Beaver declined to say whether alcohol or drugs were found inside the
Infected mothers may not
transmit AIDS to children
DETROIT - Researchers at Children's Hospital of Michigan
and elsewhere are discovering that women carrying the AIDS virus don't
necessarily transmit the disease to their unborn children.
Until recently, it was considered certain that a mother diagnosed with
AIDS or human immunodeficiency virus, would pass the disease to her
Dr. Flossie Cohen, director of the Maternal-Infant Center for HIV at
Children's Hospital of Michigan, said infected children are living longer
and are healthier, largely because of the AIDS-fighting drug AZT.
"A few years ago, it was thought that the kids who were infected
wouldn't live to be two, but we are finding this isn't true." Cohen said
'The Satanic Verses' may
appear in paperback in '90
LONDON - A paperback edition of the controversial novel "The
Satanic Verses" likely will go on sale this winter, The Observer reported
More than 1 million hardback copies of Salman Rushdie's novel have
been sold since it was published a year ago this week. It is in its ninth
month on the bestseller lists in Britain.
Ayatollah Ruhollah Khomeini, the Iranian spiritual leader who died
June 3, declared Feb. 14 that the novel blasphemes Islam and called on
Moslems to kill the Indian-born British writer and his publishers.
Since then, Rushdie has been living in hiding in British intelligence
Nine stores have been bombed for stocking the book, seven in Britain
and two in California, in the past seven months. No one was killed in the
explosions, which police blame on hard-line Moslems.
The weekly Observer, which publishes occasional book reviews by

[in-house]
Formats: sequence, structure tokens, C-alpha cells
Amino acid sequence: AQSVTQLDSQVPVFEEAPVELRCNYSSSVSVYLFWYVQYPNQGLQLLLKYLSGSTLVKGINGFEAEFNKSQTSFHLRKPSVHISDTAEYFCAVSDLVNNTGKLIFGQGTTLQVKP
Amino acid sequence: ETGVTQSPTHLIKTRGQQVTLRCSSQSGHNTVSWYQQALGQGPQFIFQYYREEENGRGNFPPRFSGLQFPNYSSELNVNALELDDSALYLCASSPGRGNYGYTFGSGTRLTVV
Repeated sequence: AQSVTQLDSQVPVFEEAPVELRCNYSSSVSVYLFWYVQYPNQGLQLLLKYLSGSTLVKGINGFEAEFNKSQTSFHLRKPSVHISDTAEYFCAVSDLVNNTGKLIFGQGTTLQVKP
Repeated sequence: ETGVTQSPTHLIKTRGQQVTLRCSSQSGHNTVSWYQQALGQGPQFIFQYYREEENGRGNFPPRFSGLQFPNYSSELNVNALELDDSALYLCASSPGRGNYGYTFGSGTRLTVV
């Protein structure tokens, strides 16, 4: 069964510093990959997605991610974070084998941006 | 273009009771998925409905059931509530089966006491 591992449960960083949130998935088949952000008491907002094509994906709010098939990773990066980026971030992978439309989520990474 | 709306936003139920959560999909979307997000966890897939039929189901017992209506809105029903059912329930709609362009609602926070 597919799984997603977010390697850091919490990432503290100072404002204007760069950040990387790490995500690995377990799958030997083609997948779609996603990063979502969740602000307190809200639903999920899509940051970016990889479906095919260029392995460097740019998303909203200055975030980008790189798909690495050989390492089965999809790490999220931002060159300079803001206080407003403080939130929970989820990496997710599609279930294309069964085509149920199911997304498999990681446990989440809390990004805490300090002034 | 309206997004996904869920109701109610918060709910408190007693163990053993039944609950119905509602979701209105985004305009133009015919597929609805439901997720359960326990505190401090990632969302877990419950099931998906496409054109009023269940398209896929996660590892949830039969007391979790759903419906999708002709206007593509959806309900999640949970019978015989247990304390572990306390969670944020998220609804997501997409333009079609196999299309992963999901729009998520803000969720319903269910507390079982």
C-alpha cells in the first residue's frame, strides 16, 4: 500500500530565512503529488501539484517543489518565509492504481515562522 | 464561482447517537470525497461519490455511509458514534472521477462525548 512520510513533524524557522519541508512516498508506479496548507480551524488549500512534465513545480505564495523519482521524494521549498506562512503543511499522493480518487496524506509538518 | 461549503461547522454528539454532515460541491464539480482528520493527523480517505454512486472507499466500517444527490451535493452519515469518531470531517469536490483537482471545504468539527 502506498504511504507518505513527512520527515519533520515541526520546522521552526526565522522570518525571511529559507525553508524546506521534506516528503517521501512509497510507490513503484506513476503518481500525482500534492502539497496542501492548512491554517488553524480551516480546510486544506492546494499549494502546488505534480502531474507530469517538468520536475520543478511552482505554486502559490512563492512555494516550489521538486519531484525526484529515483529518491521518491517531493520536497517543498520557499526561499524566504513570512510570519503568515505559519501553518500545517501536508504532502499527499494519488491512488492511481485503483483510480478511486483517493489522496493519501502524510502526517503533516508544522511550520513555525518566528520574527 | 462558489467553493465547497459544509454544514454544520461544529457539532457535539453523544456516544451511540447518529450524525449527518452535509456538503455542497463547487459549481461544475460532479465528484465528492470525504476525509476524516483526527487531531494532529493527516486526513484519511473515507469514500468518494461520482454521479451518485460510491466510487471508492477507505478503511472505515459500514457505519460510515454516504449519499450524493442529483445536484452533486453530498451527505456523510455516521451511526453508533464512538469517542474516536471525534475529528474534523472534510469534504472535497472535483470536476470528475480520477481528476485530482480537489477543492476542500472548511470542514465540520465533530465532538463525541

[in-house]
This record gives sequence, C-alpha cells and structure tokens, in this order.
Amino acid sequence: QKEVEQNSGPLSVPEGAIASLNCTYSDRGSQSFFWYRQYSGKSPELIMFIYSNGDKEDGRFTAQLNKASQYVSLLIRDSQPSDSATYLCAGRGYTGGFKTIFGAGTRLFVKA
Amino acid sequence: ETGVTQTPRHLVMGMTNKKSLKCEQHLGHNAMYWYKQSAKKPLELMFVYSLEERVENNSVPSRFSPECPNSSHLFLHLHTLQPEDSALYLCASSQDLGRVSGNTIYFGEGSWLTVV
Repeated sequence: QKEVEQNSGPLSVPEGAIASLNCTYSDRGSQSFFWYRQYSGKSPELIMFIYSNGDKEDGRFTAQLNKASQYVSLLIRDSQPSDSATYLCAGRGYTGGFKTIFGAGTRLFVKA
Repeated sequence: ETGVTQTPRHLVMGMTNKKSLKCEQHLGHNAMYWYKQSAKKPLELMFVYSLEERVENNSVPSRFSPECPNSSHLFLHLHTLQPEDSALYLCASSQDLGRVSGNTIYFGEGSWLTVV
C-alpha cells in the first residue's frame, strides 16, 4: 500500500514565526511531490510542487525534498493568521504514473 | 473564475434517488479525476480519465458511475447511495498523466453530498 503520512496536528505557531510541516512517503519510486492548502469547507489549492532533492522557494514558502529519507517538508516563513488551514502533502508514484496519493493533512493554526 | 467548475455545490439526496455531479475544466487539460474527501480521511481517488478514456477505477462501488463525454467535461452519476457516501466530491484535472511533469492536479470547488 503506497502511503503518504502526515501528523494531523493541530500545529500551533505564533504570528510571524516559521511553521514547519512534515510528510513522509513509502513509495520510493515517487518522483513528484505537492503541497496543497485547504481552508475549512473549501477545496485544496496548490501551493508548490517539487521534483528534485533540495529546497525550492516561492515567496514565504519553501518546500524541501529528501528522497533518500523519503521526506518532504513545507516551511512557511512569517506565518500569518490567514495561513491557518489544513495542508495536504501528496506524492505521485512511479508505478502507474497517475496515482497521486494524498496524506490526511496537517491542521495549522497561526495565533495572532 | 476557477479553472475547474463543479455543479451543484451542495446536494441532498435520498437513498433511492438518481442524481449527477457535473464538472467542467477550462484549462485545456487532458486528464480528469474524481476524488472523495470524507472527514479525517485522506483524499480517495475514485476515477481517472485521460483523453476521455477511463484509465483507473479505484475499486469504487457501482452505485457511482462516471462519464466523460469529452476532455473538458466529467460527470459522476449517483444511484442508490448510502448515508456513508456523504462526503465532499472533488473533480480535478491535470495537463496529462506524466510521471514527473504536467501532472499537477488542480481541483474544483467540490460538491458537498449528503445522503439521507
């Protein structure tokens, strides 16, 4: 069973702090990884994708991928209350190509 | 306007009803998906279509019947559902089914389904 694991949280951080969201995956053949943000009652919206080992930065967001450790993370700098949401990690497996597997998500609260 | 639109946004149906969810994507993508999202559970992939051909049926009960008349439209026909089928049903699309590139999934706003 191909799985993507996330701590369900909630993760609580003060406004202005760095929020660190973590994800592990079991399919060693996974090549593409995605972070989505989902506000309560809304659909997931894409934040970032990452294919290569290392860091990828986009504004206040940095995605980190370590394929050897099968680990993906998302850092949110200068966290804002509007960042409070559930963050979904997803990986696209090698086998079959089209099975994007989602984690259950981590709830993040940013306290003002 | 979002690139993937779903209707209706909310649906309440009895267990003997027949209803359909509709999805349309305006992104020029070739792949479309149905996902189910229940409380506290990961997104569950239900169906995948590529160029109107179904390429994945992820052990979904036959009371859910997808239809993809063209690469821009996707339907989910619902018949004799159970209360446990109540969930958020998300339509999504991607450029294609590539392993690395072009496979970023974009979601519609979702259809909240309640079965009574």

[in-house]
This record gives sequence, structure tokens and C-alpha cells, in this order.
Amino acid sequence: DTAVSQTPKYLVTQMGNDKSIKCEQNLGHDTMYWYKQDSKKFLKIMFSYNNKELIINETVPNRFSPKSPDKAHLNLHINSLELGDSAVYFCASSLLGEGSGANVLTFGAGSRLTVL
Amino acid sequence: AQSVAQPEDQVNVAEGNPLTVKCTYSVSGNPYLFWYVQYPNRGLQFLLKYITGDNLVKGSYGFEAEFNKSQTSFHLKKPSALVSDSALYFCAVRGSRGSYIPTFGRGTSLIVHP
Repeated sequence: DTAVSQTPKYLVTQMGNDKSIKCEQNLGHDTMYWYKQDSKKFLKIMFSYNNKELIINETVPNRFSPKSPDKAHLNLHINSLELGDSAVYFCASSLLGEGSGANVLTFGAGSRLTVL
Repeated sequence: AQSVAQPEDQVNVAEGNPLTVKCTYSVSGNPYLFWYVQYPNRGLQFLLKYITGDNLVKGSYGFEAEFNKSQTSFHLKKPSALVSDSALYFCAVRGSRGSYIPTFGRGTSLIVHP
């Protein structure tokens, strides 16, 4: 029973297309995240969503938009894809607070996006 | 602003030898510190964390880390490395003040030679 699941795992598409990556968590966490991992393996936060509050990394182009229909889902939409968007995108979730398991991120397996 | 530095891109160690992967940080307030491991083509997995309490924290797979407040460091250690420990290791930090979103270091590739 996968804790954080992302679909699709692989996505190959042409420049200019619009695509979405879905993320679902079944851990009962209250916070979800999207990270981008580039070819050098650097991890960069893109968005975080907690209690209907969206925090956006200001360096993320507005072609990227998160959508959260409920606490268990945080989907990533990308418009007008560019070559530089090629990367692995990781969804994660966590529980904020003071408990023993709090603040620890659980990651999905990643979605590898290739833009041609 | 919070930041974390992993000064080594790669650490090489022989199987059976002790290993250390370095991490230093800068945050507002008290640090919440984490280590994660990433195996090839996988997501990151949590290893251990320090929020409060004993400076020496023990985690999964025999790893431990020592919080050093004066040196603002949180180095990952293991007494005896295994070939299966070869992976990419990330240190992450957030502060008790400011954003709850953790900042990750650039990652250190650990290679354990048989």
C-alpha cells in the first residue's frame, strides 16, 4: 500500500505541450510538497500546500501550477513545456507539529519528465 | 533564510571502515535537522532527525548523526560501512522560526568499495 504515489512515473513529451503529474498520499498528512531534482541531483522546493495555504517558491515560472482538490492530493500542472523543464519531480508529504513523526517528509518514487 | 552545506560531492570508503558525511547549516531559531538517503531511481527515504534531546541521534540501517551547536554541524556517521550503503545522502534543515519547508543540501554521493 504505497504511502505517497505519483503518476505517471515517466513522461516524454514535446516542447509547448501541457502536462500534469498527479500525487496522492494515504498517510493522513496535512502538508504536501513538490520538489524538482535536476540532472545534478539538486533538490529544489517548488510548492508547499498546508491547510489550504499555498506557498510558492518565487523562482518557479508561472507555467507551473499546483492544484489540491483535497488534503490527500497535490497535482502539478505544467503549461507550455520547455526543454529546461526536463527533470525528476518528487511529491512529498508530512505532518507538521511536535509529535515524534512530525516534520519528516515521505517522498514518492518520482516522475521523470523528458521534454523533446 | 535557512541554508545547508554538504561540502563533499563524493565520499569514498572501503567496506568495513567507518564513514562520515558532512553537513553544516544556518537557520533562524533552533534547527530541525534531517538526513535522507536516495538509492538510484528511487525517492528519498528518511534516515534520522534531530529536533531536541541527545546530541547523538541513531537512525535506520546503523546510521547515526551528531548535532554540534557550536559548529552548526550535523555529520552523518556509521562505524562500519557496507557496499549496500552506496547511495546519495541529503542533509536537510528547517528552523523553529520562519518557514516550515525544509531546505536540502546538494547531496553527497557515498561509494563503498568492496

Rushdie, said Viking Penguin told the author last week after months of
negotiations that a paperback edition will be published by .a specific date
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Murder suspect may be released today
SEATTLE (AP) - A "viable suspect" in the
Green River serial murder case is due to get out
of jail today, but authorities say they need more
tine to investigate him and will try to keep him
incarcerated on federal charges in another part of
William Jay Stevens, II, 38, is scheduled to
leave King County Jail after completing the re-
ngainder of a sentence for a 1979 burglary and for
his 1981 escape from a work release center.
But the Green River police task force will
klow where to find the onetime law student, at
least until later in the week. Stevens is being
transferred to Spokane County Jail in eastern
V4shington to face federal charges of possessing
a firearm while a fugitive in the burglary case.
Those charges carry a potential prison term of up
to 10 years.
No charges have been filed against Stevens in
the Green River killings, the nation's worst
known unsolved serial-murder case. Stevens has
denied he is the killer, and his family members
have produced documents that they say show he
was on vacation when the killings began.
The case is named for the stream south of
Seattle where the first five victims were found.
The killer is blamed for killing 40 young
women, most of them linked to prostitution,
from 1982 to 1984 in the Seattle and Portland,
Ore., areas. Eight missing women also are be-
lieved to be Green River victims.
King County Capt. Robert Evans, the task
force commander, said Thursday investigators
need about another 10 days to evaluate evidence
After he gets to Spokane, Stevens could be re-
leased on bail on the federal charges when a de-
tention hearing is held, probably later in the
week, but prosecutors said they would fight that.
Stevens, a fourth-year Gonzaga University
law student, was arrested in Spokane in January
after a tip following a syndicated television show
about the Green River killings.
is coding to The University of Michigan.